You know the drill: coffee poured, music playing (Being Boiled by the Human League) and sat here with my fingers poised.
And, in light of my little virus — not the Big One (thank god) — I feel blessed, again. In fact, the more I live through this period, the more I see how much it all means to me. Then again, perhaps that's because my life appears to be racing forward at a million miles an hour.
How was your week?
Mine was especially quiet. I think the legal gods were smiling on me. I know it won't last — it never does.
The last two days in Devon have been hot. This morning it's a lot cooler and it feels like we're going to have a big, fiery, thundery explosion to clear the air. I don't mind. My old dog Fidget, though, she used to 'effing hate thunder. I don't know about Alfie. He's not heard much. The rain or water generally doesn't bother him one iota and so when I've finished up here, I'll be heading out and, weather permitting, sharing another Instagram story which I've really enjoyed creating these past few weeks.
Back to the heading (as always).
I'll start, if I may, with the opening lines to ELO's amazing song, It's Over:
Summer came and passed away,
Hardly seemed to last a day
But it's over and what can I do
Music playin' in the air,
Silence on a darkened stair
'cos it's over and what can I do
It's over, it's over, all over,
It's all over now...
That's my post right there.
It's over — moment by tiny moment.
Do we see it?
I hope so. I really hope so.
And this isn't me being dour, melancholic or negative. No, this is simply to acknowledge the past, save as a thought(s), is over. Finished. Forever.
For better, but often worse, we so often live there.
I've been there, particularly in my non-relationship with my (still alive) parents, the number of times I've said harsh things to my wife, the fallings out with people and the shit that I've endured in the workplace.
Am I trying to fix things?
I don't know. Make sense of them perhaps, learn from them, change my habits but whatever it is, it's easy to get lost in the fog of destruction and not see the most vital ingredient of all; namely, this moment is all you'll ever have.
And it's always moving on to something else.
That sounds like I'm laying the foundation for another escape hatch, one where I can disassociate myself with my old, arrogant behaviour. I'm not. I take full responsibility for all of it — the full fuc*ing catastrophe.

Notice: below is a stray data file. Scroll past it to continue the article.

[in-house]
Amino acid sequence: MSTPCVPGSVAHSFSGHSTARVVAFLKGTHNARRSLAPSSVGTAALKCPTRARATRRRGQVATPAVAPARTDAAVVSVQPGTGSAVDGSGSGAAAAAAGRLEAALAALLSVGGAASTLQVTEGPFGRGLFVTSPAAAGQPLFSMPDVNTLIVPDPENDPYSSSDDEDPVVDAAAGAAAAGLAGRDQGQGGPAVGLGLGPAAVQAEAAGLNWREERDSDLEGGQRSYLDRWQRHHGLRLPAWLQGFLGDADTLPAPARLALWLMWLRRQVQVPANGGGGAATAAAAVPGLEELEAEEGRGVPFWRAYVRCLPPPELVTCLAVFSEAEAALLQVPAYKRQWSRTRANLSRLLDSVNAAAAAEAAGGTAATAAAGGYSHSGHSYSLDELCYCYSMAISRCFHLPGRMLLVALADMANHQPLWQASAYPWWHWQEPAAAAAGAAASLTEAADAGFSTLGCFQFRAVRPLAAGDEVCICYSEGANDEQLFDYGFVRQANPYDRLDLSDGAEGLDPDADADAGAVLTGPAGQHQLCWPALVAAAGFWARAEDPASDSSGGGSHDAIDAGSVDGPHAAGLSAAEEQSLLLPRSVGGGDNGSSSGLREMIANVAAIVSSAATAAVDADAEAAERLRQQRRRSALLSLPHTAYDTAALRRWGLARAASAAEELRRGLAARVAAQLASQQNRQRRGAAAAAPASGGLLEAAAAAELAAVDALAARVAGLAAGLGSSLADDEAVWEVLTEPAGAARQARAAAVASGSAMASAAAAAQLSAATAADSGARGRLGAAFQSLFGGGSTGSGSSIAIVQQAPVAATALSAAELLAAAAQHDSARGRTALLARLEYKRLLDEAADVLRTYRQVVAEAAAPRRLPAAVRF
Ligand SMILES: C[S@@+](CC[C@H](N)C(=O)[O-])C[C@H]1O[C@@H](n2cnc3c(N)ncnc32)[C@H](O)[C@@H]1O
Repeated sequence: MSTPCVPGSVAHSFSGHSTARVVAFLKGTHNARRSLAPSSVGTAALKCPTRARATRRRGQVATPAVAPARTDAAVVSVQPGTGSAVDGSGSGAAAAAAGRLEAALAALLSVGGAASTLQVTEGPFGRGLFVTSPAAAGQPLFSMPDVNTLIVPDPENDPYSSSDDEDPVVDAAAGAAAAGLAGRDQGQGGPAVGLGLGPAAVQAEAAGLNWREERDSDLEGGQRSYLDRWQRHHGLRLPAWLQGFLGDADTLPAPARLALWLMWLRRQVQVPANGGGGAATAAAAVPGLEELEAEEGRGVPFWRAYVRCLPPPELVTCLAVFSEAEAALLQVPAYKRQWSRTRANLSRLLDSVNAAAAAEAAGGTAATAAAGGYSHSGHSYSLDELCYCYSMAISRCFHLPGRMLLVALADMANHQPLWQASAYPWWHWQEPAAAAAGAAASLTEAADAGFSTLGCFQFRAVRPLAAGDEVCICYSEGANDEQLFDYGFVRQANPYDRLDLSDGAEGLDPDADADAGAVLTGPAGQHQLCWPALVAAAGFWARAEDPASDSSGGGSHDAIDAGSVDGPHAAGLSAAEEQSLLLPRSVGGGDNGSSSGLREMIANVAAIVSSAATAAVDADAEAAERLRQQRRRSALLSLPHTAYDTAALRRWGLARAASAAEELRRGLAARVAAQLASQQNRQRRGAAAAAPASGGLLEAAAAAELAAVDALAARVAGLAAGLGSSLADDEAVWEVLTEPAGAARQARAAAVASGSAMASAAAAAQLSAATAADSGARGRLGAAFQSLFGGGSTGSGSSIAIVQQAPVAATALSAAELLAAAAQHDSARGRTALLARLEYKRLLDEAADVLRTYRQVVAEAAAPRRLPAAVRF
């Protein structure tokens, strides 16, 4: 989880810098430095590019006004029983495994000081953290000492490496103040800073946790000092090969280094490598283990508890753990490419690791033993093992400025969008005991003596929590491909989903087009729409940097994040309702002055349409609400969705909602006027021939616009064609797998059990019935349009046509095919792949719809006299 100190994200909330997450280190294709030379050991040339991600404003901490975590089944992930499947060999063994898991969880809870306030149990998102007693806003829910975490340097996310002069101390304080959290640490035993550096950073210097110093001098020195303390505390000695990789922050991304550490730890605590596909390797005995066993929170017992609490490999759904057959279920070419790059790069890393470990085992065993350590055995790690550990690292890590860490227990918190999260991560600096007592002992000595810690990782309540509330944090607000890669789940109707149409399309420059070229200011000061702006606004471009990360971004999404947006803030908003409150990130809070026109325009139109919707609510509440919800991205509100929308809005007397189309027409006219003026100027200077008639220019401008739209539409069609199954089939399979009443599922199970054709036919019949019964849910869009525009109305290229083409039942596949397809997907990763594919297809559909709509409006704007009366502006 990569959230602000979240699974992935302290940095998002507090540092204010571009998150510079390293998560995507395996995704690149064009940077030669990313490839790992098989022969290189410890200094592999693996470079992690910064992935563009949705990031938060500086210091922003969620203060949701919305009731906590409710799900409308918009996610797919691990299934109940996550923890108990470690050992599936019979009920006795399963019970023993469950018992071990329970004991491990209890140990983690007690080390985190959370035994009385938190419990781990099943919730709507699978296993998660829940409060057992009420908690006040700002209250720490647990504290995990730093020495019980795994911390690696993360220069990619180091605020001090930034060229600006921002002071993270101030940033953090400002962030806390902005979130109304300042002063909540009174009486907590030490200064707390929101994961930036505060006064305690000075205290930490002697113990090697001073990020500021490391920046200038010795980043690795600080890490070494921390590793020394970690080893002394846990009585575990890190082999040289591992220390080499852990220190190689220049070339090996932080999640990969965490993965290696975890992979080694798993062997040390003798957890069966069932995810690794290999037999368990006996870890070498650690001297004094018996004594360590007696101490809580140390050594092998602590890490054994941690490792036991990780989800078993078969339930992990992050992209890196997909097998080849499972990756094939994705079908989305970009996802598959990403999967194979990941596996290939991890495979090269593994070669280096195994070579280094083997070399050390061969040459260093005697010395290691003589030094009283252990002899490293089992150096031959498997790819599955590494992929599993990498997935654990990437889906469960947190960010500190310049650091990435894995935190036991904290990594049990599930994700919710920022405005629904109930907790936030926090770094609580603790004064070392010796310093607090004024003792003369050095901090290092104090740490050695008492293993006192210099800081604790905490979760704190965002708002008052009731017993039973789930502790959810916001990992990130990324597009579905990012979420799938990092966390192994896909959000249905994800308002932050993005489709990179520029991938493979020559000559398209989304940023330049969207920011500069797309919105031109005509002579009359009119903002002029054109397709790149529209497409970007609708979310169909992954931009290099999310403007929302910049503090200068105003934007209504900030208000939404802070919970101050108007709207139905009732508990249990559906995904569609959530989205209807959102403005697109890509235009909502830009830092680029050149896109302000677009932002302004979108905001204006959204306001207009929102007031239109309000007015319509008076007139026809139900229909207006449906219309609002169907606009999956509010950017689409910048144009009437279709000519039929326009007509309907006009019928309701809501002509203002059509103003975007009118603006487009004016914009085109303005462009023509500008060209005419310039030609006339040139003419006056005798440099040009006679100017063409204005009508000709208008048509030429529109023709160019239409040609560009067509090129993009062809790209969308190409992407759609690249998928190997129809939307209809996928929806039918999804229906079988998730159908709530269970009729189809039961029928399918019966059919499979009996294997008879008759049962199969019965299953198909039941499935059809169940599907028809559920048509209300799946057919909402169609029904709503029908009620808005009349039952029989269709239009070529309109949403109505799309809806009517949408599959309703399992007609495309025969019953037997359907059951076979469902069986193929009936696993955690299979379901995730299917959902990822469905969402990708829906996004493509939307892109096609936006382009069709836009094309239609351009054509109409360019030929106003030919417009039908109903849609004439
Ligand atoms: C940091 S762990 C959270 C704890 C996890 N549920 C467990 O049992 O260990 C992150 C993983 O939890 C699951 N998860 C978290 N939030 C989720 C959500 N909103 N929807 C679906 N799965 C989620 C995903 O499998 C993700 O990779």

Don't worry, I'm not looking for redemption, less still to be understood. Sorry, that sounds too steely, too hard for my liking. I know that I'm running out of time to mend fences and build bridges, better still to say "I'm sorry" but wherever I end up is where I end up. There's also the fact that I've lost touch with a few people who I'd like to track down and find out how the last 30 odd years has treated them.
What am I saying?
There are lots of things we could have done or should have done previously but, for me at least, it doesn't pay to spend too much time ruminating on the past if only because it takes me out the present moment. I could make the same point about the future, particularly as regards how I'd like my life to be. I mean, it might turn out that way, but then again, it might not. I've no way of knowing. You know how it goes: one day you wake up with one idea, and the next it's something else.
My point for the nth time. Enjoy the present moment — all of it, and not just the bits that you apparently like or revel in. I put it that way because if it were always one way only (i.e. happy or hedonistic), your little ego would soon turn the pleasure trip on you and make it into something else to make you bored, pissed off or something to get under your skin. There's only so much of a good thing that any of us can take, right?
It's easy for me to say this and knowing nothing about you, how the hell am I in a position to pontificate about enjoying the suchness of each moment? For all I know, you already are and have been your entire life. But then again, I've seen and heard enough to know that most people want something different, and that includes a changed past, a brighter future and more a hopeful beginning. And I'd say, go for it. If that's the way you're expressed, fine, but it pays once in a while to look up and see the bright sky, the ever-changing clouds and the running water or sea (take your pick) and realise, as I keep prattling on about, that everything, and I mean everything, changes. If you then put the present-moment slide rule up against your torn-to-shreds past, you might bring yourself out of your funk and start...well, err living. Not like you've got a choice, eh.
Sorry that last paragraph is a bit tautological. I can make my point more simply:
Live in the present, always.
Of course, you are already, absent those tawdry or expectant thoughts. How amazing. You're here. Right now. Feet on the ground or sitting or walking or sleeping. You're here.
But this moment — the instant it took me to type these words — is gone.
Blessings and much love,
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